“It was so interesting to me that a ride could make me so frightened, so scared, so sick, so excited and so thrilled, all together. Some didn’t like it. They went on the merry-go-round. That just goes around. Nothing. I like the roller coaster. You get more out of it.” Grandma, played by Helen Shaw, Parenthood, 1989.
Parenthood is one of my favorite movies. I love it all, but I really love the roller coaster scene with Grandma. Ever since seeing the movie for the first time years ago, I’ve taken the roller coaster speech to heart. Life is full of ups and downs. You either get on the roller coaster and enjoy it, or you don’t, it’s up to you.
For most of my life, I’ve interpreted this as a motivational speech, where Grandma was encouraging Steve Martin’s character to take risks on things that might seem scary but in the end are rewarding, in his case having another baby, or in my life I associated it with things like falling in love or taking a new job.
But sometimes the roller coaster of life takes us places we don’t want to go, and last week, that happened to me. Labor Day weekend had started off just like any other: Cleaning the house, doing yard work, hanging out with the family. I’d say I was on the straightaway part of the roller coaster, zooming along at a regular speed, no big ups and downs. Then on Sunday morning, I went down one of the steepest hills of my roller coaster so far. I literally felt my insides lurch. I received a call that one of my best friends, Cynthia Luckie, had passed away a few days before. Cynthia was my roommate my freshman year of college, and that’s often how I found myself describing her even today, 20 years after we met.
But she was so much more than that. She was my friend, my confidant, my counselor. Miles might have ultimately separated us, but she was never more than a phone call away. We talked for hours about TV shows we were watching, politics, sports, her work, my work, her family and my family. Even though she was a 10-hour drive away from me, that didn’t mean I didn’t see her. Class reunions at Davidson were often an excuse for her to come spend the weekend at my house, but we found other reasons as well. Life events like weddings and new children were a must, but there were visits just for the heck of it as well. She was like an aunt to my children, and it was quite a milestone for Caroline when she grew to be taller than Cynthia.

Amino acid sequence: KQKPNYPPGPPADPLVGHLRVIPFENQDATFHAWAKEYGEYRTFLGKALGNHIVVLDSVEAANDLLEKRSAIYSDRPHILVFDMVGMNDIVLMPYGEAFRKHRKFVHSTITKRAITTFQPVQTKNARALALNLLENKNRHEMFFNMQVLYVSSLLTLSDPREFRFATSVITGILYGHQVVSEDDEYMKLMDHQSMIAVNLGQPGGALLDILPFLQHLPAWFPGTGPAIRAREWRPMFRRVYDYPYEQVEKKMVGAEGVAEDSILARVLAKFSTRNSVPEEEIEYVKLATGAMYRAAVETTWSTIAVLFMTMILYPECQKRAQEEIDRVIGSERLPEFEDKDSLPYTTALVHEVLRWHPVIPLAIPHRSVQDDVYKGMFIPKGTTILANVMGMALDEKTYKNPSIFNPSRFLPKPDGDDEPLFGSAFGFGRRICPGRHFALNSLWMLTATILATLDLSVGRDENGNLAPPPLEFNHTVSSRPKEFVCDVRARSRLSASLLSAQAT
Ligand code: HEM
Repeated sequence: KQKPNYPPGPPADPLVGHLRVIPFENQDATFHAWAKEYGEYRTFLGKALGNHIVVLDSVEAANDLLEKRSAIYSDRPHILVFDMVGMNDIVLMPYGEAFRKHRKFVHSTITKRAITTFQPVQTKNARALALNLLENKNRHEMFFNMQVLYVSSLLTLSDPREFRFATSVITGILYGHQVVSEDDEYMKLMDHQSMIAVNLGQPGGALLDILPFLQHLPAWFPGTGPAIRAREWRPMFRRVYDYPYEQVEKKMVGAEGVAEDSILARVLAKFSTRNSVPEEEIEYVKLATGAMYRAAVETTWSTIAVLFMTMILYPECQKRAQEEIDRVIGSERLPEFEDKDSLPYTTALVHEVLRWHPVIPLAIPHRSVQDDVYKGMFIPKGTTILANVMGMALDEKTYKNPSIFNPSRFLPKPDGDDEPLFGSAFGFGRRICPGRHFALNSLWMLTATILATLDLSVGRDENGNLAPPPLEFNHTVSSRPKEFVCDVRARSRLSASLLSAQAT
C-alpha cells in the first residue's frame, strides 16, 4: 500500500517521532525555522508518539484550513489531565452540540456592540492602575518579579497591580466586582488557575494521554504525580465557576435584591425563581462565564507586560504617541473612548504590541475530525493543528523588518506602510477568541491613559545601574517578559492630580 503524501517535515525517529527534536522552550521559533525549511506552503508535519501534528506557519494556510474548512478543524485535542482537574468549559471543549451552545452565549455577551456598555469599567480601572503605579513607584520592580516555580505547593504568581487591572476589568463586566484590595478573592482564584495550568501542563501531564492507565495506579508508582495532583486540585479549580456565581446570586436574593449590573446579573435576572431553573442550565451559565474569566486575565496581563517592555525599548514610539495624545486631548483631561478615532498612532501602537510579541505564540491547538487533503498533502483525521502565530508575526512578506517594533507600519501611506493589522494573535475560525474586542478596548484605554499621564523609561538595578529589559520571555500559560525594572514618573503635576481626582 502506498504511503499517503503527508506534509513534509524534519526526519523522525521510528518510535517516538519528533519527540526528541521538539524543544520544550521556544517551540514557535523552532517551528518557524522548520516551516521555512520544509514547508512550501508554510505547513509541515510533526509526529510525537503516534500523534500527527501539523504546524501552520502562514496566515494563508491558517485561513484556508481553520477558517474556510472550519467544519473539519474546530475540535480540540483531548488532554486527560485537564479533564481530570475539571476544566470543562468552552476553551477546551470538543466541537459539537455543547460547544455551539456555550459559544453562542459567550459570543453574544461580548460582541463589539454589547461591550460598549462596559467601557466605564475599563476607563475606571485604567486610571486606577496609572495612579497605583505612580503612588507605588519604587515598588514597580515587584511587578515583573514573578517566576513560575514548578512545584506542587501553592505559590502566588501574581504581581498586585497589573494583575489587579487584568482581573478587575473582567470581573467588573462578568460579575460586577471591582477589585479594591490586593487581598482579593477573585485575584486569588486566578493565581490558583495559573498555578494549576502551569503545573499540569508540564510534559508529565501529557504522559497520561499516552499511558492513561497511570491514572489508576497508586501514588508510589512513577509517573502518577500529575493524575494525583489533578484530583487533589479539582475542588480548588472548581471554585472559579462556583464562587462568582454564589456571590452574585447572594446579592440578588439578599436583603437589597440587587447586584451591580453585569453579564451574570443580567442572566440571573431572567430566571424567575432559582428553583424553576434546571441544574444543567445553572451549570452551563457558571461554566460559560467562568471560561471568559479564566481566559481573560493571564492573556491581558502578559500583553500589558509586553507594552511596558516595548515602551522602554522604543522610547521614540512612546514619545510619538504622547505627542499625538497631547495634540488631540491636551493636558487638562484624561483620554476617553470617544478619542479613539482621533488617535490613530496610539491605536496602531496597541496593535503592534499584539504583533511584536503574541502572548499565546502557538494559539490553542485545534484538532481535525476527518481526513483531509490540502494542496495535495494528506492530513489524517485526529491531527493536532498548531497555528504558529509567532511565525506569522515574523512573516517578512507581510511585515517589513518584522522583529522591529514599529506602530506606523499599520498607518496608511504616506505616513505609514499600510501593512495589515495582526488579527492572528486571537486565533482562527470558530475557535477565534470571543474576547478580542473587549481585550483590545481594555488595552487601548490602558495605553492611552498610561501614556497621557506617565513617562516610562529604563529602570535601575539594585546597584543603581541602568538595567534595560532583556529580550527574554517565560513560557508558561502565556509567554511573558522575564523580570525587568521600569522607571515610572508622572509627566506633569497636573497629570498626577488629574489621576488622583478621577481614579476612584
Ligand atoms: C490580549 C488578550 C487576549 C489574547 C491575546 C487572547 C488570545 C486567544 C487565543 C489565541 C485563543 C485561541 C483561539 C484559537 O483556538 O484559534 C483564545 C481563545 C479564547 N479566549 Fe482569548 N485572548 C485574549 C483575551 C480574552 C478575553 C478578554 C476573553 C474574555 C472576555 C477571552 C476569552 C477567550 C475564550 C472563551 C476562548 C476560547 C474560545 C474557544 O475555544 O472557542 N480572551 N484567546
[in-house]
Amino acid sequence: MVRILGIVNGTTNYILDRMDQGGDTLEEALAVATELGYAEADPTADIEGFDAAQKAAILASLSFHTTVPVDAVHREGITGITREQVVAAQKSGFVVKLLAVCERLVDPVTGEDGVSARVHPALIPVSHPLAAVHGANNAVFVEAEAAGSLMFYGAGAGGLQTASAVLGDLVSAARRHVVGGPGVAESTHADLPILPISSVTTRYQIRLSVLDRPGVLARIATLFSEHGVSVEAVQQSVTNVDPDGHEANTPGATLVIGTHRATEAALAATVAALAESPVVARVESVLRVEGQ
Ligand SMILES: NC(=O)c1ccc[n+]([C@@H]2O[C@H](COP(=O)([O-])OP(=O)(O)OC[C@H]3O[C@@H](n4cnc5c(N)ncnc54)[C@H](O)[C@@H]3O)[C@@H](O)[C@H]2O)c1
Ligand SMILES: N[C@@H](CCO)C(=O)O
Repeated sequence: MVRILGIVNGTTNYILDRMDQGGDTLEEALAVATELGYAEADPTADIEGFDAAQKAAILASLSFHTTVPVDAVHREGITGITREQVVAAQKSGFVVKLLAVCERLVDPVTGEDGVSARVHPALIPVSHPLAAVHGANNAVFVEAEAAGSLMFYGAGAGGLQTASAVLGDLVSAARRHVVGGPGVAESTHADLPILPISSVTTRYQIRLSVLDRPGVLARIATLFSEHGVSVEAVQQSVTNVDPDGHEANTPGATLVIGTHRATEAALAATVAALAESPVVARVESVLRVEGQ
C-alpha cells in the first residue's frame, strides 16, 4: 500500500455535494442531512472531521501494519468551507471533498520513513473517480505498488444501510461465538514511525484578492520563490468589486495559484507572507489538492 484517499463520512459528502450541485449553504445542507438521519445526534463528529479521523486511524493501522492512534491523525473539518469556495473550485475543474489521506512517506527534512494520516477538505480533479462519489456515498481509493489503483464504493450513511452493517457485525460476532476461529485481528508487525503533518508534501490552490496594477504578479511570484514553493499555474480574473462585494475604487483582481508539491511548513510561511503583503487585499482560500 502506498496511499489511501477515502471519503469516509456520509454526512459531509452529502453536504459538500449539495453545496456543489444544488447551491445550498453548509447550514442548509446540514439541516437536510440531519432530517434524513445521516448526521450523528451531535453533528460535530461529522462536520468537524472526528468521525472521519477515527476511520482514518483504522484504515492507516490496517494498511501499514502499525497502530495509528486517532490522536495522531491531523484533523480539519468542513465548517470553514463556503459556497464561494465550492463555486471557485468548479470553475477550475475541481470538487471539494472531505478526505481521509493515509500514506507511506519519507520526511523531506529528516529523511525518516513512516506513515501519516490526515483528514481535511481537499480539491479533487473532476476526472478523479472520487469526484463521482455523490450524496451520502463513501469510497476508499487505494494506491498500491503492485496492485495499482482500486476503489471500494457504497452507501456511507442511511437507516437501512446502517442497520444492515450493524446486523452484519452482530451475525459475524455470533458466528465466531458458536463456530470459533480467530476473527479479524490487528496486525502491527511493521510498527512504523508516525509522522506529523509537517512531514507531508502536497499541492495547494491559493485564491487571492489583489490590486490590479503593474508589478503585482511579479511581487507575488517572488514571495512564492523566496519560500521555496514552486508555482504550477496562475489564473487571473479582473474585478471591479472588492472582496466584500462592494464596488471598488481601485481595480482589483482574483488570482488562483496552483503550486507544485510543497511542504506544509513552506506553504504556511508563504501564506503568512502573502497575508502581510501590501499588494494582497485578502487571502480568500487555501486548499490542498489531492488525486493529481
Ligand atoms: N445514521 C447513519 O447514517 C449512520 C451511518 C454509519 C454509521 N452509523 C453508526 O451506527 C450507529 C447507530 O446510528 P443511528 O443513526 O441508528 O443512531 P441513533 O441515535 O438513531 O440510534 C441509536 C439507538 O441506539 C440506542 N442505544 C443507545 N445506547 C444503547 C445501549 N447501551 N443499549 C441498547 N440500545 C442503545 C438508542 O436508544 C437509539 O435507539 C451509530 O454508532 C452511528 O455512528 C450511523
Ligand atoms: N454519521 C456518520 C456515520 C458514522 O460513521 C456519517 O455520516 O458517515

It’s an understatement to say that going to her funeral was hard. But it was also good in some ways to be able to celebrate Cynthia’s amazing life with other people who loved her as dearly as I did. In her own way, she afforded an opportunity for me to reconnect with old friends, as well as meet a few new ones who I felt like I already knew from Cynthia’s stories.
That was Tuesday. Wednesday I drove the seven hours back home from Columbus, Ga., where the funeral had been. Thursday I was in a fog. I was still in that downward section of the roller coaster where I felt like my guts had been kicked out of me.
And then Friday was my birthday. I’m old enough to be at the point in my life where birthdays really don’t mean that much. I don’t expect people to remember, I don’t really want to have a party, and I really don’t need to blow out a bunch of candles. But thanks in part to Facebook, birthdays rarely pass by unnoticed these days. And first thing in the morning, I woke up to a birthday greeting from a very old friend, one who goes back even farther than Cynthia. She has remembered my birthday ever since we met in middle school, and every year when I get a birthday greeting from her, it makes me smile. I felt that roller coaster car I was on start to make its way slowly up the hill. After that, a few more notifications came through, more birthday wishes from friends. And each time the notification rang on my phone, I could feel myself getting a little happier. Slow, sure and steady, just like going up a hill on Thunder Road.
If I’m honest with myself, I’m really more like Steve Martin’s character in Parenthood, happy with the status quo, not so excited about change. But the truth is, life is messy. Just like Grandma said, it’s frightening, exciting and thrilling. It’s full of happy moments, times of complete exhilaration, and times of tremendous grief. And then sometimes you’re just somewhere in the middle, riding along the straightaway.
I’m glad that for so many years of my life Cynthia rode that roller coaster with me. And that she truly enjoyed riding her own roller coaster, living every bit of her life to its fullest.